Citizenship Calendar: Everyday Acts to Improve our World
INTENDED AGE / SUBJECT AREA
History, Citizenship, Responsibilities, Social Action
Canadians have a long history of helping those most in need. As part of learning about local and global citizenship, students should be exposed to great stories from the past and of their own time. Students should also recognize their own ability to help others and effect change.
learn about humanitarians and the different ways Canadians have helped people in other countries
understand ideas of citizenship and global responsibilities
create a citizenship calendar and perform a variety of everyday acts of kindness
The February/March issue of Kayak is all about international development. The article “A History of Caring” tells students about Canadians who have made a difference in the world.
A. Reading / Discussion
1. As a class, read "A History of Caring". Discuss with the students the different ways the individuals and organizations in the article helped others (peace, education, health, human rights, and aid). Record these categories at the top of the blackboard.
2. For each individual or organization in the article, decide what type of helping they did. Record their name under the corresponding category.
1. Have the students think of ways that they help others. Encourage them to think of everyday acts, like sharing a snack, or helping someone with homework. Determine what category their acts would fall under and write their name alongside the humanitarians from the article.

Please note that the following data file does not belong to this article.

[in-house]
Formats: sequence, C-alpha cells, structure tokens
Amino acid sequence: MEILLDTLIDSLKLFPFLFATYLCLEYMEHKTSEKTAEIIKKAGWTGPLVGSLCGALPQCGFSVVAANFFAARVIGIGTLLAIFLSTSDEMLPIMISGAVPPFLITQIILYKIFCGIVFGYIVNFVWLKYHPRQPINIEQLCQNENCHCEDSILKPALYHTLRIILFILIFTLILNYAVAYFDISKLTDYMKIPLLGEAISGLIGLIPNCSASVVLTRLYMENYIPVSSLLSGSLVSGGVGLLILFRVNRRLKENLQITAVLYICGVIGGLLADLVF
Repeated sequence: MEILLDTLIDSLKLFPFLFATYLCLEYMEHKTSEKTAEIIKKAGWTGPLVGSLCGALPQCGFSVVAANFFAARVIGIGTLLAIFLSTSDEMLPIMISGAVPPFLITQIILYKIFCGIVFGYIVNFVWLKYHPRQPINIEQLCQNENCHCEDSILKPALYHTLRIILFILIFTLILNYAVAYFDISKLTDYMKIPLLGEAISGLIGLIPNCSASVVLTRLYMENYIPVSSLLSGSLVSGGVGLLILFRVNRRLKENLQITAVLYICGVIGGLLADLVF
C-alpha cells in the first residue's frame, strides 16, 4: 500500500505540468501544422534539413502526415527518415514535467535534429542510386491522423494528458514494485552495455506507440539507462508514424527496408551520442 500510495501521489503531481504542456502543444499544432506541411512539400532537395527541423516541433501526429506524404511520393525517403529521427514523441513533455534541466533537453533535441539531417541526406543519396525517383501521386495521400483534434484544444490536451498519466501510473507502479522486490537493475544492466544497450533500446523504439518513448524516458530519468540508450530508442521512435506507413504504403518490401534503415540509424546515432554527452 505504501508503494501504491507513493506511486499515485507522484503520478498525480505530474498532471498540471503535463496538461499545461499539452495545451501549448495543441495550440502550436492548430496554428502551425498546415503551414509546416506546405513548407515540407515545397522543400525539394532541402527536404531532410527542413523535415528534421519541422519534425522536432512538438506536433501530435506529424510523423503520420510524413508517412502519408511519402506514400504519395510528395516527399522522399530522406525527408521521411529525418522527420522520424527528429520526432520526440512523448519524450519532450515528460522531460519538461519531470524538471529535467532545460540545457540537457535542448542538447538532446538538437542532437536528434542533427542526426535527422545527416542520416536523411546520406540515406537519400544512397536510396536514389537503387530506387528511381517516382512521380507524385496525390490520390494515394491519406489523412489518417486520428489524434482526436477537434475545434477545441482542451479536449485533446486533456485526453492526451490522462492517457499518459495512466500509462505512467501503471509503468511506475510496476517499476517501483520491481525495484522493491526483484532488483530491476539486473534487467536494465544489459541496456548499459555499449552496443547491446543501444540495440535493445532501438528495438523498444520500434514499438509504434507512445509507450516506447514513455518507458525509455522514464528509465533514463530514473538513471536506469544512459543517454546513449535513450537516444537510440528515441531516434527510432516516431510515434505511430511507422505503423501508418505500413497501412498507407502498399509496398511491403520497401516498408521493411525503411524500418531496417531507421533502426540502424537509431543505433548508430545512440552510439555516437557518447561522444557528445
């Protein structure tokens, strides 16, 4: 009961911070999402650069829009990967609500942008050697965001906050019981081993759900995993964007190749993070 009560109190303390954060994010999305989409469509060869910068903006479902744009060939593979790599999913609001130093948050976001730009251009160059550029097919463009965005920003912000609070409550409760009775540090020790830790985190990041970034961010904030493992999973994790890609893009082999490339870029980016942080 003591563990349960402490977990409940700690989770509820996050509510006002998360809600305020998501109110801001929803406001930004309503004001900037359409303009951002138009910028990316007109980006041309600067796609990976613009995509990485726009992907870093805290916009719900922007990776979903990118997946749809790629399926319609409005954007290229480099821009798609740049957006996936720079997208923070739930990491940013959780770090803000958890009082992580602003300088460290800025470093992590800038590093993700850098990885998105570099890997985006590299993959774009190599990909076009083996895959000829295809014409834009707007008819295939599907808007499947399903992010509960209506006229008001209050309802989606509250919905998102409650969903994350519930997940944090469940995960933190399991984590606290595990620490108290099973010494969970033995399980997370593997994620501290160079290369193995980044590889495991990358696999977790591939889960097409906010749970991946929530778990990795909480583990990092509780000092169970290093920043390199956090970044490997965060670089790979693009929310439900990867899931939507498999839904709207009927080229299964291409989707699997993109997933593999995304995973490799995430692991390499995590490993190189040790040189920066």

2. Look at the chart you have just created. What type of helpers are the students? Are most of them peace-keepers, like Lester B. Pearson, or are some human rights advocates like John Humphrey? Discuss the ideas of citizenship and responsibility, both locally and globally.
C. Take Action
1. Have the students add to the chart by coming up with more everyday acts they could perform to help others.
2. Create a citizenship calendar. Write your acts of kindness on a calendar and encourage the students to perform the acts as they come up. Depending on how many actions your students come up with, you might want to dedicate each week to a different act (saving pennies for a cause), or theme (“peace-keeping week.”)
3. Encourage your students to reflect on their acts through a journal or group discussions. How did they feel when they performed their actions? Did their actions have a positive impact on others?
1) Demonstrate the importance of collective social action. Have your class think of one act they can do as a group, like holding a fundraiser, volunteering for a local charity, or creating an anti-bullying campaign. Afterwards, have students reflect on the project. What were they able to accomplish as a group? Was it easier to help others as a group or individually?
2) Have students vote on one of the categories they would like to learn more about. Contact a related organization and have them come speak to your class. An easy place to start is with your regional or provincial council for international cooperation. These organizations coordinate their own activities and programs, and you’ll also find a list of member organizations that you can get in contact with, as well.
Rate This Article
1 = poor, 5 = excellent
Current rating: 3.7 (3 ratings)